Allergy to pets

It seems like more and more people are developing allergies. Allergies to house dust mites, pollen or grasses, cow’s milk or gluten are common. In principle, anyone can develop an allergy to pets. The speed at which an allergy to animals develops varies from animal to animal. A rodent allergy can occur very quickly and be severe , an allergy to cats takes a little longer to develop and an allergy to dogs takes years to develop.

Symptoms of a pet allergy

Depending on the age of a patient, a pet allergy can cause slightly different symptoms. In very young children, redness of the skin is noticeable. Itchy bumps often develop when touched. These complaints can persist for up to two weeks after contact with the animal. Symptoms in an older patient are sneezing, sniffling and tearing eyes. Eventually shortness of breath also occurs. With chronic complaints such as a chronically blocked nose, headache and recurring respiratory infections, it is more difficult to recognize an allergy as the underlying cause.

Which animals?

In principle, someone can become allergic to any animal. However, allergies to some animals are much more common and occur earlier than allergies to other animals. A cat is more likely to show allergy symptoms than a dog. Even one-year-olds can be severely allergic to cats. For dogs, you often only see allergy symptoms in children at the age of five to six. It just takes a lot longer for you to develop an allergy to dogs. An allergy to rodents builds up the quickest. If you have a predisposition for this, you can be allergic within six months. In contrast, an allergy to cows is hardly diagnosed in the Netherlands, but in principle you can become allergic to any animal.

What are people allergic to?

In cats, the main substance – the allergen – to which sensitive people mount an allergic reaction is the Fel d 1 protein, which is formed by the cat in the sebaceous glands of its skin. Fel d 1 is also found in the saliva of cats. So – contrary to what is sometimes thought – it is not cat hair to which an allergy occurs. In dogs, the main allergen – the Can f 1 protein – is mainly found in the dog’s saliva and not so much in the dander. A dog that licks a person sensitive to dog allergens – i.e. an allergic person – can cause a local skin reaction with redness and swelling in that person.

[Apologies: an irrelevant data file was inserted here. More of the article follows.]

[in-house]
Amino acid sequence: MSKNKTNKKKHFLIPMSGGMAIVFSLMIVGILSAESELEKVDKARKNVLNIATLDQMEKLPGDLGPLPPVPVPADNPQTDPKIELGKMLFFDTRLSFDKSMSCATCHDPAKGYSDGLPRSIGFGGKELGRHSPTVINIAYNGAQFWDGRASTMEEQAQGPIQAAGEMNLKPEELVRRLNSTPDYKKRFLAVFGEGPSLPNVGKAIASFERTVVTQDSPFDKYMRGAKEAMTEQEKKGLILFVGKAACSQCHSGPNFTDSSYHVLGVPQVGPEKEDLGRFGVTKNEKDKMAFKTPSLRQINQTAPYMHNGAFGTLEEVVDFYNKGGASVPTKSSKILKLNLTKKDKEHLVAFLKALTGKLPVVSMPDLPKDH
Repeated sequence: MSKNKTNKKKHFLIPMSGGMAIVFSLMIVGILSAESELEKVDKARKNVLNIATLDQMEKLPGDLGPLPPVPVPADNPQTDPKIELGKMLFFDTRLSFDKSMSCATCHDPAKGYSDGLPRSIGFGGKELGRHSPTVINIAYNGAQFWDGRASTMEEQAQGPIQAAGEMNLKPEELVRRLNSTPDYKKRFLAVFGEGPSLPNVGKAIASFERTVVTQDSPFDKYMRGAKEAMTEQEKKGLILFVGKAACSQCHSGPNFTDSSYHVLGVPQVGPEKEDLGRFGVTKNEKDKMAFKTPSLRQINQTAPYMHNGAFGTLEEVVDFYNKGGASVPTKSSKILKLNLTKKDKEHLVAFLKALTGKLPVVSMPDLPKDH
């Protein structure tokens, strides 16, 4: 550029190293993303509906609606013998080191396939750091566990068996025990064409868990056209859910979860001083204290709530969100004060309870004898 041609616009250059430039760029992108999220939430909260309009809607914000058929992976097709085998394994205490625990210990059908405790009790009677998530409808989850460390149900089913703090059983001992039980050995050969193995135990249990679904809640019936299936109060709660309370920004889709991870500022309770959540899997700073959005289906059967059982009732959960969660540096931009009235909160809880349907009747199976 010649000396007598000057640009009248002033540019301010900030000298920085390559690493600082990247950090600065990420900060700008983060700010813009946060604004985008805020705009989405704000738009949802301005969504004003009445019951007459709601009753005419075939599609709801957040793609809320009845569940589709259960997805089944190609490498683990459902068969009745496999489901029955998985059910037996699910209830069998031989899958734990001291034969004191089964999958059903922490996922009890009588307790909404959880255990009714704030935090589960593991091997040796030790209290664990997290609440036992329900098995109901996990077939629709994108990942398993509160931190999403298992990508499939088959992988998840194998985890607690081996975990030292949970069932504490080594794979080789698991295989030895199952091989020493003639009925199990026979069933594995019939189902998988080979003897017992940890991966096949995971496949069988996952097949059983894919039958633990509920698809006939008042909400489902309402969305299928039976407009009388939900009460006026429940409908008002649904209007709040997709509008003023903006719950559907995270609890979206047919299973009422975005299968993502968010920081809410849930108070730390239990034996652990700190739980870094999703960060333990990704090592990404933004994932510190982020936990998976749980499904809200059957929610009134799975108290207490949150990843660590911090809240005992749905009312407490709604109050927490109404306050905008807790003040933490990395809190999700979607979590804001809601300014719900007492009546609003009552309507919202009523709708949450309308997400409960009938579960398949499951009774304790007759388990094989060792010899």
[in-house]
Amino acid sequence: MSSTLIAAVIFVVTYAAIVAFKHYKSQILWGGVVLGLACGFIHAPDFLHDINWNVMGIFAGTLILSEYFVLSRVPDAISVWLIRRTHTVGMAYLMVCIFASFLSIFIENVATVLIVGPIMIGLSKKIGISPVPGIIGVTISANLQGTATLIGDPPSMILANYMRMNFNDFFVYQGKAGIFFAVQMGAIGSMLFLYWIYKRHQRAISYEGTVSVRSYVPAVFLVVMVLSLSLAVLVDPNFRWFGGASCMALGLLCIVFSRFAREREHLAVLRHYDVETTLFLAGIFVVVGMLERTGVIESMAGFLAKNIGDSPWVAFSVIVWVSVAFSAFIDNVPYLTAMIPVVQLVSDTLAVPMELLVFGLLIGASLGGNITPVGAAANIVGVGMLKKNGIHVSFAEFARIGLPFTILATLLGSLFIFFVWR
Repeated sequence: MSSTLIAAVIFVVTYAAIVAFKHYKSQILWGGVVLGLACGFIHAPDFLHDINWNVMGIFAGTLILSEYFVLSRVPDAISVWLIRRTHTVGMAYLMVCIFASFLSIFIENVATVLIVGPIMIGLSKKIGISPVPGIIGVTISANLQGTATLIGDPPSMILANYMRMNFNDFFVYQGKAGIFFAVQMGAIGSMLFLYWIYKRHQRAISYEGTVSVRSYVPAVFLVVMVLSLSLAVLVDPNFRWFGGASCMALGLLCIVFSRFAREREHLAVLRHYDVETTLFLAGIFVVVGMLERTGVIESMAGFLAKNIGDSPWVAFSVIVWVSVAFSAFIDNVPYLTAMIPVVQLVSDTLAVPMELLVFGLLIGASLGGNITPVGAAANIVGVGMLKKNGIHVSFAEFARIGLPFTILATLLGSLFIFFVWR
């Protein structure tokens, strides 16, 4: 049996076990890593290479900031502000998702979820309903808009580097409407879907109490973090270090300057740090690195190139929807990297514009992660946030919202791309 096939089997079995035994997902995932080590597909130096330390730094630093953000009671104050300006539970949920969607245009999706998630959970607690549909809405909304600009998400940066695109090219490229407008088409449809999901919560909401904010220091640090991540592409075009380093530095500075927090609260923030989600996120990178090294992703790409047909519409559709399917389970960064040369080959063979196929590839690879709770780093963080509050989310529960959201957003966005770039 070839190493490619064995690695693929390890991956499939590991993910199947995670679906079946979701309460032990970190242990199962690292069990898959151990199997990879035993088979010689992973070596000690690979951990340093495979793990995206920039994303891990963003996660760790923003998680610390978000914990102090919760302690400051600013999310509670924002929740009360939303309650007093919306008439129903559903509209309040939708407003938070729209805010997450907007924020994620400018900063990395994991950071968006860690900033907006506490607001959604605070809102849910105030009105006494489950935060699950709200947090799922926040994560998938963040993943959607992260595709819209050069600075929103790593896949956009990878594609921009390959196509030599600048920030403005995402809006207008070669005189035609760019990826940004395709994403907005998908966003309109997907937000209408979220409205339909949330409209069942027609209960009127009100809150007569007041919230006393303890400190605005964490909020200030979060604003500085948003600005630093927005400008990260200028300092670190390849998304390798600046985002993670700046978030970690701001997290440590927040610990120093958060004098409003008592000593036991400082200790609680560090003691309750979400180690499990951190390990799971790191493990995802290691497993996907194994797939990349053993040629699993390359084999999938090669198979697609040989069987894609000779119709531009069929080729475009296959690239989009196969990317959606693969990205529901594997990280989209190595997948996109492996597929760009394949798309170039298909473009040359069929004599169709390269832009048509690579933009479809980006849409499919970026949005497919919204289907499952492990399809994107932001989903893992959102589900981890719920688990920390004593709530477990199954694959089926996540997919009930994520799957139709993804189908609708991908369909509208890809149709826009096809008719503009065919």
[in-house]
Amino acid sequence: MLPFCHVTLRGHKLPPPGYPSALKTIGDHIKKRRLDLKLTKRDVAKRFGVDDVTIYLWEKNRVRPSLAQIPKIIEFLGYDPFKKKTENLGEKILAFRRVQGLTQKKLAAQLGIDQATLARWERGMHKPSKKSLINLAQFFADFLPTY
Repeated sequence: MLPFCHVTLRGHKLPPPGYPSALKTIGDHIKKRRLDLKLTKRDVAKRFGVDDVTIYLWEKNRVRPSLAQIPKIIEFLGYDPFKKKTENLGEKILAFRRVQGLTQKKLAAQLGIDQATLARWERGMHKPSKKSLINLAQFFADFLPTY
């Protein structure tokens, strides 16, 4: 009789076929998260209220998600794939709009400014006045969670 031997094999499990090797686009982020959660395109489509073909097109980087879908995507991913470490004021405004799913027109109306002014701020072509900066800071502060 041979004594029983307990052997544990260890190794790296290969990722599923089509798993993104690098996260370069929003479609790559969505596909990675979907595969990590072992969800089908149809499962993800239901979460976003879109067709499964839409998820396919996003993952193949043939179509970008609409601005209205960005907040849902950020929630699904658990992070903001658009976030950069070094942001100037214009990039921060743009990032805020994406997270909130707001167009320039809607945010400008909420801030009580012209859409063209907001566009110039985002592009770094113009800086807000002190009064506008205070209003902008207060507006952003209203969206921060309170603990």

You almost always see that an allergy to a pet arises in patients with a general atopic predisposition (a hereditary susceptibility to allergies). In addition, an allergy to, for example, house dust mites and an allergy to cats appears to be strongly linked, more so than with a dog. People who are known to have an allergy to certain respiratory allergens, but who are not yet sensitive to cats, would still be wise not to adopt a cat as a pet, as the chance that they will still become allergic to cats is high.

The animal out of the house or not?

Whether the pet in question for which an allergy has been diagnosed should be removed depends on the severity of the symptoms and is a very personal choice. However, it is advisable to get rid of rodents and cats immediately if you detect an allergy to these animals. A dog generally has less serious allergy problems, so it can remain in certain cases. Keep in mind that cat allergen can continue to circulate in the environment for a long time and can therefore continue to cause complaints in allergic people – even after the cat has left the house for a long time.


There are many fanfare stories going around about types of animals that are said to be allergen-free and therefore suitable for allergy sufferers. It is a widespread misunderstanding that long-haired animals cause more allergy complaints: the opposite is true. A short-haired animal causes many more complaints, this especially applies to cats. This has to do with the skin flakes. And it seems that short-haired animals release more dander into the environment than long-haired animals. Dogs with a special coat specially bred for allergy sufferers, such as the Labradoodle or genetically modified cats, do not seem to be the solution because allergies can also occur to other products such as animal saliva.

‘Second-hand’ home

It is known that cat allergen can remain in a home for a very long time. After the cat has left, it is sometimes still detectable after two years. People who get rid of their cat due to allergy complaints should take this into account. Allergic people who move into another, second-hand house are advised to inquire whether the house has ever been occupied by a cat.

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